• Define atomic numbers, atomic weights, and molecular weights.
  • Define and determine equivalent weights and milliequivalents of salt compounds.

Unit 5

Pharmaceutical Dispensing 1: General Considerations

This lesson introduces you to pharmaceutical compounding. Equipment used in pharmaceutical compounding is described along with techniques of measurement. Simple exercises on the use of the equipment and label typing are included in this lesson.

Objectives:

  • Understand basic compounding techniques.
  • Use a counting tray to count specific quantities accurately.
  • Describe the care and use of the balance and the methods for weighing powders.
  • Describe the use of vials and bottles for dispensing.
  • Describe the use of ointment tubes, ointment jars, and powder papers.
  • Perform pharmaceutical calculations for compounding drugs.

Additional Material:

  • Learning Aid: Counting Tray
Pharmaceutical Dispensing 2: Solid Dose Forms

This lesson continues pharmaceutical compounding by describing the dispensing of solid dosage forms, tablet and capsule dispensing, and capsule packing from bulk powder. Practice problems for pharmaceutical calculations are continued along with exercises in label typing.

Objectives:

  • Describe the uses, methods of manufacture, and basic types of ingredients used in capsules and tablets.
  • Explain storage requirements of capsules.
  • Describe how capsules are packed in compounding.
  • List what kinds of capsules can’t be compounded or opened.
  • Describe the legal requirements of label typing and what to double-check when dispensing oral solid dosage forms.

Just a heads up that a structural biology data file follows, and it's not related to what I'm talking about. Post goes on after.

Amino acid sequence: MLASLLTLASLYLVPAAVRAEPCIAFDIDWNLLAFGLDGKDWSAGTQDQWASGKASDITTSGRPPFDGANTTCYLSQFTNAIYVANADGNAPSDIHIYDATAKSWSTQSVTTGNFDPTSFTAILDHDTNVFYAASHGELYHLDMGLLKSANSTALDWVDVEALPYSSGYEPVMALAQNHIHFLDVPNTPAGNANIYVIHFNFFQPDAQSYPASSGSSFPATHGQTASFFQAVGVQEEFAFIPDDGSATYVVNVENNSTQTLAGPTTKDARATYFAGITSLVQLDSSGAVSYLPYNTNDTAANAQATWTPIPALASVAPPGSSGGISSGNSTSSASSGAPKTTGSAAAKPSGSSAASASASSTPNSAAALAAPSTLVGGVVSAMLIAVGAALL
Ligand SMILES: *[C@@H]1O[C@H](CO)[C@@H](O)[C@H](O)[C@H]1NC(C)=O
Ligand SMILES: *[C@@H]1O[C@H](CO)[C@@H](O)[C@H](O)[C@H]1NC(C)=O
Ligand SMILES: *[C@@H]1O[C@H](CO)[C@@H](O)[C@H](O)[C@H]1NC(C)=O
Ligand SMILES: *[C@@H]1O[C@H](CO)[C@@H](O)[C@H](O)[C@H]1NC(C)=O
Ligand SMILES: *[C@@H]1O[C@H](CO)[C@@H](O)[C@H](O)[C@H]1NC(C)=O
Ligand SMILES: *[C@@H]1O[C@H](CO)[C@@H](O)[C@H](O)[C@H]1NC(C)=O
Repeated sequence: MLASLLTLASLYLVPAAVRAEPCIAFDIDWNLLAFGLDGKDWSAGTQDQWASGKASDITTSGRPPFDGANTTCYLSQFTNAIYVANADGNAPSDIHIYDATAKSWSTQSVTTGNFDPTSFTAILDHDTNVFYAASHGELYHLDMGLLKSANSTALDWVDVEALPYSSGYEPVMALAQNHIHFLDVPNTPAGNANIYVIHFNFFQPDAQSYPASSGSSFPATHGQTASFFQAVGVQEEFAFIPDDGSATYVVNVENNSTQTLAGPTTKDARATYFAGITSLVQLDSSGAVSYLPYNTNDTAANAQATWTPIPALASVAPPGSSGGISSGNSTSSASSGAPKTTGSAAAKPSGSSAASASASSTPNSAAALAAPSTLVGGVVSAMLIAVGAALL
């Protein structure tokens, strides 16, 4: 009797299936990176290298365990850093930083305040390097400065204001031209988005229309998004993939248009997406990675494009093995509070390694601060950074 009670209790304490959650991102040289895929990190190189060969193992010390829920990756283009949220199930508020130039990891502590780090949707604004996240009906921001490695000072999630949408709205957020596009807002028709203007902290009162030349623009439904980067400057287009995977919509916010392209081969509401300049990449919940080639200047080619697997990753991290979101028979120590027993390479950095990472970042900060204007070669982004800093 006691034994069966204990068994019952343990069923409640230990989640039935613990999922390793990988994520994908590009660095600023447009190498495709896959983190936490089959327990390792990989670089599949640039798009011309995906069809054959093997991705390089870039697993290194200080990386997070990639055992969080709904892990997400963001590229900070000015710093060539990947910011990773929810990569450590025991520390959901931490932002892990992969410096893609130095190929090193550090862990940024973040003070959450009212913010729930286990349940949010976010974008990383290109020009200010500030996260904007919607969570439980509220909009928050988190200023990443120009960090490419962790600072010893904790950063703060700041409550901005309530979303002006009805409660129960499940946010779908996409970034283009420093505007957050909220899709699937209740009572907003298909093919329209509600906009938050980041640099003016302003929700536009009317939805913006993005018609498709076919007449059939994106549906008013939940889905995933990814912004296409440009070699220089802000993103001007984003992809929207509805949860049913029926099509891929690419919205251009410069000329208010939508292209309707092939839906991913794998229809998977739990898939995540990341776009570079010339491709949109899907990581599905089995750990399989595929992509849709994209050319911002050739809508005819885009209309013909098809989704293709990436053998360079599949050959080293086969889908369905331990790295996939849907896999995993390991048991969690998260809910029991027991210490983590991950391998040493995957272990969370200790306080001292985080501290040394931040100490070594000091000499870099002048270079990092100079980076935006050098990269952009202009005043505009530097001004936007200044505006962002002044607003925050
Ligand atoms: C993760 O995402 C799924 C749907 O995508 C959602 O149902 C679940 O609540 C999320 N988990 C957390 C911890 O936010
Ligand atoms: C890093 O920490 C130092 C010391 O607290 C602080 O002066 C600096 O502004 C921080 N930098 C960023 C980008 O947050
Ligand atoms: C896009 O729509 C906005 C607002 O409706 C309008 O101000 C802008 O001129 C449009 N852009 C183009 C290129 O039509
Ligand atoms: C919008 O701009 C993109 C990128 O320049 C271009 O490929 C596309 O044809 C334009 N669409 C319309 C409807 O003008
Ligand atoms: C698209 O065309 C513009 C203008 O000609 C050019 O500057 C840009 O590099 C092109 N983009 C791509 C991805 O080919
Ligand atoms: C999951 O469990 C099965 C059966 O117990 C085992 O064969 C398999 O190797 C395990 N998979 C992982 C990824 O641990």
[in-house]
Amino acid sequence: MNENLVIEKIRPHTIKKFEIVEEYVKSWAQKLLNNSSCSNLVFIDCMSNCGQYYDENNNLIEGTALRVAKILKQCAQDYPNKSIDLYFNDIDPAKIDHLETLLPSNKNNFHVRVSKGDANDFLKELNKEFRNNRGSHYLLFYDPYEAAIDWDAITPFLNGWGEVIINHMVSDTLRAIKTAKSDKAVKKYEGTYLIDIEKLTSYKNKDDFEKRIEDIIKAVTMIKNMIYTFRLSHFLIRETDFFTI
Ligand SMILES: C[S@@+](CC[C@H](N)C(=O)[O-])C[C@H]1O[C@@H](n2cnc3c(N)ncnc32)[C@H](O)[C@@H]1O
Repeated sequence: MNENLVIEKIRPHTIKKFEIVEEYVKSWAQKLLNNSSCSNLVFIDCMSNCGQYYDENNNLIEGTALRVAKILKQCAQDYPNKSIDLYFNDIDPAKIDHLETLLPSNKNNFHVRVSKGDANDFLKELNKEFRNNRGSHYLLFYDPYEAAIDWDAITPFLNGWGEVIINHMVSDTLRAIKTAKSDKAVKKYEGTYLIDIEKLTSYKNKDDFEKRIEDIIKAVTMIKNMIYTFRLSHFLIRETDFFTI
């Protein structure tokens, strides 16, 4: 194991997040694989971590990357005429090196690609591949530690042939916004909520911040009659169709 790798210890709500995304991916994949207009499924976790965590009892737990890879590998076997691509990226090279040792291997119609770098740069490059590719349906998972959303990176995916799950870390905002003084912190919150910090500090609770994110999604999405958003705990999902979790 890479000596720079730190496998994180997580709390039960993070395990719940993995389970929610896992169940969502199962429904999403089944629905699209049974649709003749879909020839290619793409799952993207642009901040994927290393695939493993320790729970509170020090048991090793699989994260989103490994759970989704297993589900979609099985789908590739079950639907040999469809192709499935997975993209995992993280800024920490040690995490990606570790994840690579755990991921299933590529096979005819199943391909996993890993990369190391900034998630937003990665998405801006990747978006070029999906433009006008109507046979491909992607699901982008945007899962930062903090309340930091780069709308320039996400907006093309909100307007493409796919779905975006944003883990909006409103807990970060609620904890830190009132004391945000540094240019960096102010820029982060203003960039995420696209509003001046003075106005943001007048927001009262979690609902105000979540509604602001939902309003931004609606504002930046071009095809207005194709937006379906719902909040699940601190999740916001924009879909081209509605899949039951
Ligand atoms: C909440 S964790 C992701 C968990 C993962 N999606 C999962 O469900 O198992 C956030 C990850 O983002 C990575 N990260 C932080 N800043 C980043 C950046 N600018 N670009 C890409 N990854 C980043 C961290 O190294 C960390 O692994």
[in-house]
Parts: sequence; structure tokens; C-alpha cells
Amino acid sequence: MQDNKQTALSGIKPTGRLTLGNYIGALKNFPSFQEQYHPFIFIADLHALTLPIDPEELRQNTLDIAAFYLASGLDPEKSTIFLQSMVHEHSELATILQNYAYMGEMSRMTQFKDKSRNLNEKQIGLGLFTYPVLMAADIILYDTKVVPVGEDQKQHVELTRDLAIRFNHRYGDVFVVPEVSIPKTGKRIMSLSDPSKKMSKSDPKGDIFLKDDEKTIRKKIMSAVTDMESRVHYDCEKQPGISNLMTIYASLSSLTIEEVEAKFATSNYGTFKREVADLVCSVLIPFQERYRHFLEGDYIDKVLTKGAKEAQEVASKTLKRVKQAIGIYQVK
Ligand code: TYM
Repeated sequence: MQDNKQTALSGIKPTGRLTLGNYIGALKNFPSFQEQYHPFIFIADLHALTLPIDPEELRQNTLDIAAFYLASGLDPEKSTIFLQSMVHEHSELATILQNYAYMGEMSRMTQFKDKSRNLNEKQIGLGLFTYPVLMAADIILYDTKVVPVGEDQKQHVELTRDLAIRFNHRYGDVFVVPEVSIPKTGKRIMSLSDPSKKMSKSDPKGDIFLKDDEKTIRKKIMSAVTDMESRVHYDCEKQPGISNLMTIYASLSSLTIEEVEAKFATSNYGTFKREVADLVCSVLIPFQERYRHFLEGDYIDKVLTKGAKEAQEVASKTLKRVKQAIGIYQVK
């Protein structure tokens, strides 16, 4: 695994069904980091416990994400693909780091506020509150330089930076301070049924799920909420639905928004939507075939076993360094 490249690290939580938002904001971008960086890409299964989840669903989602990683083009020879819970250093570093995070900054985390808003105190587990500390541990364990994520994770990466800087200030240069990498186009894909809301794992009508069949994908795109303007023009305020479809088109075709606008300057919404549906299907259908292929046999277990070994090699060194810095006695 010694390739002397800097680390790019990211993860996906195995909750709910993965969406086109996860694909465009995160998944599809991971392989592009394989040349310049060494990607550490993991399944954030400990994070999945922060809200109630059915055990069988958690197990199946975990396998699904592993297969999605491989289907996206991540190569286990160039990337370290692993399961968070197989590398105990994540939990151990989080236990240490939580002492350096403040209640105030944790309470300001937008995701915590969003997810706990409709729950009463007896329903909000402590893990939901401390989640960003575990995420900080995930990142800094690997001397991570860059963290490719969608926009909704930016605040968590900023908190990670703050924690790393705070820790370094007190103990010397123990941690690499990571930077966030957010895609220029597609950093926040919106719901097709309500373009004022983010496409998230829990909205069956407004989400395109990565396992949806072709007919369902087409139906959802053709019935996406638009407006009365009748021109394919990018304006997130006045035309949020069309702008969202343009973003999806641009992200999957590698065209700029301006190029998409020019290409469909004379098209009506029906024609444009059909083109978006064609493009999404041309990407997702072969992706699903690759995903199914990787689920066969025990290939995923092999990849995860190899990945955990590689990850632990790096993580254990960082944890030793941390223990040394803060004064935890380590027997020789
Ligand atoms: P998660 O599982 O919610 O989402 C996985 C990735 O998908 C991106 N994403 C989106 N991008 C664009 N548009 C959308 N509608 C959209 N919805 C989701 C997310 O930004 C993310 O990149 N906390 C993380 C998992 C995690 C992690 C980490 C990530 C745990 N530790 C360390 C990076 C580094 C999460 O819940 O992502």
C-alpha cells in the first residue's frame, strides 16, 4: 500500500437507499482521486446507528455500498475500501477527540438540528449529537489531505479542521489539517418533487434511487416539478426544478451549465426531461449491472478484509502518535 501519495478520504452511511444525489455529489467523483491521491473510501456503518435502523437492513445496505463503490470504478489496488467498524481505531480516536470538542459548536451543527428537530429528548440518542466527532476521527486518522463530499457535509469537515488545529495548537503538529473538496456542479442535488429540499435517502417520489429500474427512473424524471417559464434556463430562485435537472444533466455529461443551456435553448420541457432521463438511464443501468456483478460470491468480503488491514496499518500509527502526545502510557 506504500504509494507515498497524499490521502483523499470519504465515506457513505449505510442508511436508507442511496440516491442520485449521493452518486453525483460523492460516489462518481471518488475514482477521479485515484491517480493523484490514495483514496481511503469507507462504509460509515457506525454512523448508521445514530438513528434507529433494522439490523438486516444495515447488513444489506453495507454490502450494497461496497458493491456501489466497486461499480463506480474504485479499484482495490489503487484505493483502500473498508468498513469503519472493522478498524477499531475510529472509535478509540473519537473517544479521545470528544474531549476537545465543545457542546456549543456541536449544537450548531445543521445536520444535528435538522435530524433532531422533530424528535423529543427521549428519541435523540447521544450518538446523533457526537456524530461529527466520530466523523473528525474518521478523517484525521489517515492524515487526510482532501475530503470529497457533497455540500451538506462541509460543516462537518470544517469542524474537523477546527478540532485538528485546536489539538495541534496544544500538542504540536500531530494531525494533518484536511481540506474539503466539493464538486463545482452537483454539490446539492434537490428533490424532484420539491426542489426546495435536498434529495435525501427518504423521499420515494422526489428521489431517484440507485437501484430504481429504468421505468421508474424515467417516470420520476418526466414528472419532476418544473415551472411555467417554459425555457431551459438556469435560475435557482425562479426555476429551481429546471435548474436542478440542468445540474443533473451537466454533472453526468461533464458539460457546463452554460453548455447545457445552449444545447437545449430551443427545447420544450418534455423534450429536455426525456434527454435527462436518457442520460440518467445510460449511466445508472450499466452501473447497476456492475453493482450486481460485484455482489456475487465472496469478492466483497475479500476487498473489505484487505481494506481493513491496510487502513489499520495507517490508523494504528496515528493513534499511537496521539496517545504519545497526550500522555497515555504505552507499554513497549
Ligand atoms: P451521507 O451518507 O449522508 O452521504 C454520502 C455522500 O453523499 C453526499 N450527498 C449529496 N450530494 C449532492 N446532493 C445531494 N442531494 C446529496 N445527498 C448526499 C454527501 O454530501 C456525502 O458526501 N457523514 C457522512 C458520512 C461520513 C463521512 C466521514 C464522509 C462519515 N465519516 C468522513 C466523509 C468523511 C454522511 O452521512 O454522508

Pharmaceutical Dispensing 3: Liquid Dose Forms - Oral

This lesson continues the study of pharmaceutical compounding. It describes the preparation and dispensing of liquid dose forms for oral administration. It covers solutions, suspensions, and emulsions. You’ll also perform pharmaceutical calculations concerning the compounding of liquid dose forms.

Objectives:

  • Describe the characteristics of solutions, suspensions, and emulsions.
  • Identify the different methods of preparing emulsions.
  • List the types of ingredients used in different forms of liquid doses.
  • Identify types of flavoring and coloring agents used in liquid medications.
  • Perform calculations involved in the preparation of liquid dose forms.
Pharmaceutical Dispensing 4: Topical Dose Forms

In this lesson, you’ll be introduced to several classification systems for the dermatological bases. You’ll learn about ointment and cream formulations for drugs that are used topically and how to prepare them. Practice problems for pharmaceutical calculations are continued.

Objectives:

  • Define ointment and cream and explain the difference between the two.
  • Evaluate a dermatological base and tell whether it’s hydrous or anhydrous; miscible or immiscible with water; and water washable or water soluble.
  • Explain how to compound a dermatological product using the appropriate method—either incorporation or fusion.
  • Calculate the correct quantities of ingredients for a dermatological preparation, given a suitable concentration term such as percentage.
Pharmaceutical Dispensing 5: Miscellaneous Dose Forms

This lesson will cover those dose forms that are prepackaged and dispensed differently than solids, liquids, and topical dose forms. You’ll also practice pharmaceutical calculations and label typing.

Objectives:

  • Explain how to properly label nontraditional pharmaceutical containers.
  • Describe reconstitution procedures for powders and granules.